I don't pick up the pencils and draw every day. I don't make photos every day; although I do almost every day. When I'm not "working" I make snapshots of people, and of flowers in my garden. Photographic sketches. What I do do every day is a daily practice of visualization: looking at things as though I were to photograph them, or draw them. The mental practice of composing against the edges of the imaginary frame. A daily awareness of the changing of the light. It's all about light, and how it changes. I often sit on my porch at dusk and watch the sky change colors towards evening, towards night. Some days I might mentally sketch, but don't do anything literally. I find it useful to build up that urge in some kind of internal reservoir until it tips over and floods out of its own accord, under its own pathways of energetic pressure release. Let it build up, store it away, till just the right moment. Then when it comes flooding out, it can be at its most powerful.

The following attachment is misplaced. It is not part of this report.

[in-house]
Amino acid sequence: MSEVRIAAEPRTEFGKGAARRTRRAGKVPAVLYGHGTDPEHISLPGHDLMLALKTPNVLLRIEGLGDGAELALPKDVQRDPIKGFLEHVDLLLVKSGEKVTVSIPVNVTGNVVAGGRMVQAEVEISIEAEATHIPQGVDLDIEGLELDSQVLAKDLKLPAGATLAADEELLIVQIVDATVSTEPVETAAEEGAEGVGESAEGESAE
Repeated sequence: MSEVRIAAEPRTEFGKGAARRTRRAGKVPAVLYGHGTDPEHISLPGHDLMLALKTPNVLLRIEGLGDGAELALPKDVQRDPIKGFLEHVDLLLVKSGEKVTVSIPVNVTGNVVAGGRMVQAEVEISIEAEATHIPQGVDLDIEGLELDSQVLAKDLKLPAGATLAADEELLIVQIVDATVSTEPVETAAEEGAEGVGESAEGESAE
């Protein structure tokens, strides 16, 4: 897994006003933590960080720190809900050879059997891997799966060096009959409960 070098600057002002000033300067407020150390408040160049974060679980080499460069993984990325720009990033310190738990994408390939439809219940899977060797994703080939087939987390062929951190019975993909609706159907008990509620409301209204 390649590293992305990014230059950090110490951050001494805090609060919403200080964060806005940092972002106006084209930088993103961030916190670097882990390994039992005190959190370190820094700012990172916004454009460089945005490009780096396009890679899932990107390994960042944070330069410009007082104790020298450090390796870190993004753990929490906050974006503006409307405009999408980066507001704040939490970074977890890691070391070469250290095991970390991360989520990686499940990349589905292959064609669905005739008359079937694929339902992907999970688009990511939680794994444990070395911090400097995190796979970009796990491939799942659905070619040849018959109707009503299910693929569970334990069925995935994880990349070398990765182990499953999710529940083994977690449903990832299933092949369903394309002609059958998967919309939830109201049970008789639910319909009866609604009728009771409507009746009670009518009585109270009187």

So that when you pick up the pencil or the camera again, you may have been left out in the rain again, but you're not as rusty as others might expect you to have become.